McCain’s mishaps in the cockpit
John McCain was training in his AD-6 Skyraider on an overcast Texas morning in 1960 when he slammed into Corpus Christi Bay and sheared the skin off his plane’s wings.
McCain recounted the accident decades later in his autobiography. “The engine quit while I was practicing landings,” he wrote. But an investigation board at the Naval Aviation Safety Center found no evidence of engine failure.
The 23-year-old junior lieutenant wasn’t paying attention and erred in using “a power setting too low to maintain level flight in a turn,” investigators concluded.
The crash was one of three early in McCain’s aviation career in which his flying skills and judgment were faulted or questioned by Navy officials.
In his most serious lapse, McCain was “clowning” around in a Skyraider over southern Spain about December 1961 and flew into electrical wires, causing a blackout, according to McCain’s own account as well as those of naval officers and enlistees aboard the carrier Intrepid. In another incident, in 1965, McCain crashed a T-2 trainer jet in Virginia.
After McCain was sent to Vietnam, his plane was destroyed in an explosion on the deck of an aircraft carrier in 1967. Three months later, he was shot down during a bombing mission over Hanoi and taken prisoner. He was not faulted in either of those cases and was later lauded for his heroism as a prisoner of war.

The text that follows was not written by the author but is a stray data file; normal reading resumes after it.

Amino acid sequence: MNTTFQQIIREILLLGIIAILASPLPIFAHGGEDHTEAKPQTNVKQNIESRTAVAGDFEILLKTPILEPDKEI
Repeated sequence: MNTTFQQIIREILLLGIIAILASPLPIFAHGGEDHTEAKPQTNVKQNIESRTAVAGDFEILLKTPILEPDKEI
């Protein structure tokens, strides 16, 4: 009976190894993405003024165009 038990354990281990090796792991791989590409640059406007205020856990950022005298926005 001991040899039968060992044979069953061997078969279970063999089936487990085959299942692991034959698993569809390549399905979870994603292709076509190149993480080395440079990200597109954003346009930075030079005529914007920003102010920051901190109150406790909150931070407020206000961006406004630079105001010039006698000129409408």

As a presidential candidate, McCain has cited his military service -- particularly his 5 1/2 years as a POW. But he has been less forthcoming about his mistakes in the cockpit.
The Times interviewed men who served with McCain and located once-confidential 1960s-era accident reports and formerly classified evaluations of his squadrons during the Vietnam War. This examination of his record revealed a pilot who early in his career was cocky, occasionally cavalier and prone to testing limits.
In today’s military, a lapse in judgment that causes a crash can end a pilot’s career. Though standards were looser and crashes more frequent in the 1960s, McCain’s record stands out.
“Three mishaps are unusual,” said Michael L. Barr, a former Air Force pilot with 137 combat missions in Vietnam and an internationally known aviation safety expert who teaches in USC’s Aviation Safety and Security Program. “After the third accident, you would say: Is there a trend here in terms of his flying skills and his judgment?”
Jeremiah Pearson, a Navy officer who flew 400 missions over Vietnam without a mishap and later became the head of human spaceflight at NASA, said: “That’s a lot. You don’t want any. Maybe he was just unlucky.”
Naval aviation experts say the three accidents before McCain’s deployment to Vietnam probably triggered a review to determine whether he should be allowed to continue flying. The results of the review would have been confidential.
The Times asked McCain’s campaign to release any military personnel records in the candidate’s possession showing how the Navy handled the three incidents. The campaign said it would have no comment.
Navy veterans who flew with McCain called him a good pilot.